MLS Cup contenders Galaxy and Dynamo share more than an owner
One is a team of superstars led by David Beckham and Landon Donovan, probably the closest thing soccer has to household names in this country.
The other is a team of unsung grinders, probably the closest thing soccer has to the Memphis Grizzlies.
The Galaxy is sleek but temperamental, like an expensive sports car. The Houston Dynamo is dull but dependable, like a well-worn pick-up truck.
Yet for all their differences, the two teams who will meet in Saturday’s MLS Cup final at the Home Depot Center also have a lot in common — starting with ownership. The Anschutz Entertainment Group, a global sports and entertainment empire, owns the Galaxy and is the majority owner of the Dynamo. So it will be celebrating no matter what happens in the title game.
“We’re very ecstatic,” AEG Chief Executive Tim Leiweke joked, “that we’re going to win the MLS Cup this year.”
Just as they did last year when the same teams met in a final won by the Galaxy, 1-0. Which brings us to another thing the teams share, success: Saturday’s rematch will mark Houston’s fourth MLS Cup appearance in seven seasons, and the Galaxy is playing in its third final in four years.
There’s quite a bit more intrigue this year, however, since Beckham has already announced the game will be his last competitive match for the Galaxy after six years in which he helped the league achieve unprecedented growth at home and newfound respect overseas.
A mentally and physically exhausted Donovan has repeatedly hinted that he, too, might walk away after this one, meaning history will be made no matter the score. As a result, temporary bleachers have been installed at the Home Depot Center, swelling the stadium’s capacity to more than 30,000.
Yet for all their similarities, the Galaxy and Dynamo have necessarily taken different paths toward Saturday’s final. The Galaxy has repeatedly reached into AEG’s deep pockets to sign players such as Beckham, Donovan and Robbie Keane — with Beckham and Keane earning more in base salary by themselves than the $2.9 million the entire Houston team will be paid this season.
However, Dynamo Coach Dominic Kinnear, a creative Scottish-born defender who had 54 caps with the national team during a 14-year playing career, has proved equally inventive as a coach. With Houston he has used his meager resources wisely, building smart, veteran squads that emphasize traits such as teamwork and unselfishness — and his teams have missed the postseason just once in seven seasons since the franchise relocated from San Jose.
“I don’t think we’re the prettiest of teams,” Kinnear, 45, told reporters after winning the Eastern Conference finals. “We’re not glamorous. We don’t hoot and holler and talk about ourselves too much. We just go about our way.”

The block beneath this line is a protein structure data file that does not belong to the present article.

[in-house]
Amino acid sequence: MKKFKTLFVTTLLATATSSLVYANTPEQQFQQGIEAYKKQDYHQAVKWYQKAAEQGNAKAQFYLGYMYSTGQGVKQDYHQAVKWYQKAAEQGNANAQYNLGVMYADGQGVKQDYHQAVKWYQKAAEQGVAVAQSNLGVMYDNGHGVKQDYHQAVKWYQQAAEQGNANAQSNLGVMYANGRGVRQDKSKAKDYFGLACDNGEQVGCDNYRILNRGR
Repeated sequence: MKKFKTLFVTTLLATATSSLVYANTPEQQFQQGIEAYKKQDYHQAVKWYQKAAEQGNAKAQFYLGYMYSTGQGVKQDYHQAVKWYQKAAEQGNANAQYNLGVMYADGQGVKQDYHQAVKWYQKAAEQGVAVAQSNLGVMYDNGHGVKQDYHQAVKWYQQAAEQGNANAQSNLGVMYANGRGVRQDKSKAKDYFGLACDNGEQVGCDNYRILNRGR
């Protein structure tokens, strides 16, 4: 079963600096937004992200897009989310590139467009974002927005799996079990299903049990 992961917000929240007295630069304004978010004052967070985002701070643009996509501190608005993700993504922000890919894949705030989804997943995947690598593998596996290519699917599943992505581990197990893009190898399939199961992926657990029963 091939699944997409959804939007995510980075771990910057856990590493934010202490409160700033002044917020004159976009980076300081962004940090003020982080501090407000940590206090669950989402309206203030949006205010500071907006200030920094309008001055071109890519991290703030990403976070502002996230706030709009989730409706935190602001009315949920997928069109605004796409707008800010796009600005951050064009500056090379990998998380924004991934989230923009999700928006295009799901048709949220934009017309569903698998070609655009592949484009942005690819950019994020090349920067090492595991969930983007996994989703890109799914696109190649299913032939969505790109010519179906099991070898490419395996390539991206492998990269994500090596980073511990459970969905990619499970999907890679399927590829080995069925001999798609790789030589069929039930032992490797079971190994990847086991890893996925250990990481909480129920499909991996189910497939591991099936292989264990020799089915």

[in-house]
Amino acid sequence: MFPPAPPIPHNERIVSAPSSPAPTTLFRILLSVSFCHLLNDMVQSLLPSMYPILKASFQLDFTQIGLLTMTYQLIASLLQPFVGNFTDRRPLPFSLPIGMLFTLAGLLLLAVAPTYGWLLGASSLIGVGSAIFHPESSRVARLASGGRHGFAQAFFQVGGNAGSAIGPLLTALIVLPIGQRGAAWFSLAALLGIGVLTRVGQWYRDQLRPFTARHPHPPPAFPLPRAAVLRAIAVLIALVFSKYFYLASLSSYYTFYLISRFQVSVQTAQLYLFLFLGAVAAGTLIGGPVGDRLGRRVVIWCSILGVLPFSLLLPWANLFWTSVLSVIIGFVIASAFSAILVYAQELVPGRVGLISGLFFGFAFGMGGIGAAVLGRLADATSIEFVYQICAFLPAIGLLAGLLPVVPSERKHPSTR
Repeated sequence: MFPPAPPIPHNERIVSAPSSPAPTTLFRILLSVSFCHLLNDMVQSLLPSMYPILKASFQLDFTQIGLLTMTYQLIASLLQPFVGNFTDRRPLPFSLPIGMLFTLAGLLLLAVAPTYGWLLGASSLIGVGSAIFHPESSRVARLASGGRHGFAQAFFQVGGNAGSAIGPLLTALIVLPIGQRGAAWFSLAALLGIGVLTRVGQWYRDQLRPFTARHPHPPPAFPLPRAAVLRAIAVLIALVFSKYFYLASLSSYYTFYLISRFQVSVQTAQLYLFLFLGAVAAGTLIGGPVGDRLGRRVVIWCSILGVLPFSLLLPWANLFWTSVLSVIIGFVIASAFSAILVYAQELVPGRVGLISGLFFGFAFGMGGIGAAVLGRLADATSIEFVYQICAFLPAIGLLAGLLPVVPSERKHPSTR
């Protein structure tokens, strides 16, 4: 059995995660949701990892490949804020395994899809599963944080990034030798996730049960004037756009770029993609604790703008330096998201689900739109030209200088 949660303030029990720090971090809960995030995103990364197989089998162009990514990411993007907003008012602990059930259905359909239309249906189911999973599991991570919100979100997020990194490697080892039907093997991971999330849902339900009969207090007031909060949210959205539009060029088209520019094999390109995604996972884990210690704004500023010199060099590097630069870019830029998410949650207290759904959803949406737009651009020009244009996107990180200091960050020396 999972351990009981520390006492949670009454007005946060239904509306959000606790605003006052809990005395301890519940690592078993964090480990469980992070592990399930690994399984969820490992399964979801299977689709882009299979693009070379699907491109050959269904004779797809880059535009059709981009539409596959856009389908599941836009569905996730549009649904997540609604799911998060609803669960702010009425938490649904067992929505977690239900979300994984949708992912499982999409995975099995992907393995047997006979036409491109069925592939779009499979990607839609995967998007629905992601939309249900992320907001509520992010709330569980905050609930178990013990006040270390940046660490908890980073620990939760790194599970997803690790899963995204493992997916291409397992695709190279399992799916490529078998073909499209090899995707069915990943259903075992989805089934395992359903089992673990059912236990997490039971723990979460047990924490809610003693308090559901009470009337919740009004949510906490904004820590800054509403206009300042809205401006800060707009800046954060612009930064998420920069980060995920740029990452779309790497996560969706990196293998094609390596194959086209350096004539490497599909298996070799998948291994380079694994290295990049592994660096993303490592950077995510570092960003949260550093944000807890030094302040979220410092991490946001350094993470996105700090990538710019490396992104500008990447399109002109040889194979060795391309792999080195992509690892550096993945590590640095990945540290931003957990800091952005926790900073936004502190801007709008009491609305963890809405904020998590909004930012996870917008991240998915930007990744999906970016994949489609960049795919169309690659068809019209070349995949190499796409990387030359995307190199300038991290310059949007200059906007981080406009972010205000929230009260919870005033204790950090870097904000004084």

This year, that meant losing just one of their final four regular-season games to win the conference’s last wild-card playoff berth by a point. Once there, though, they rolled through the playoffs.
“You could argue,” Galaxy Coach Bruce Arena said of Kinnear, “that he’s been the best coach in the history of this league.”
That would be an easier argument to make if not for Arena, the winningest coach in the history of the U.S. national team and the only coach to win three MLS Cups — a record Kinnear can tie Saturday.
Arena and Kinnear are rare among MLS coaches in that, in addition to coaching their teams, AEG has allowed them to build them too, acting as both manager and general manager.
“It’s important that Dom and I have the responsibility — you could even say the word ‘power’ — to piece our teams together in the way we want to do it and feel is right,” Arena said. “It’s very helpful.”
And Leiweke says Arena, who inherited an eight-win team in 2008 and took it to the MLS Cup final a year later, may have done his best work this season. Because like Kinnear’s Dynamo, Arena’s Galaxy trod a rocky path to the postseason, climbing from the Western Conference cellar in June to a wild-card playoff spot in September, then rallying to beat Vancouver, San Jose and Seattle to reach the Cup final.
“What we have is two of the best coaches in the game,” said Leiweke, who watched Kinnear win consecutive MLS Cups in 2006-07, something Arena can match Saturday. “Two very different teams and both of them have some core business principles and soccer principles that are the same. They both control the roster. They both control the decision on player personnel.”
But though only one can win Saturday, both coaches can take credit for contributing to a hard-driving corporate philosophy that has paid off in consecutive internecine Cup finals.
“Both of them understand the pressure with AEG. We win championships,” Leiweke said. “Our influence is setting a tone and setting a standard that we want all of our teams to hit. And we’ve had a very good year.”
All about the beautiful game
Go inside the L.A. pro soccer scene and beyond in Kevin Baxter's weekly newsletter.
You may occasionally receive promotional content from the Los Angeles Times.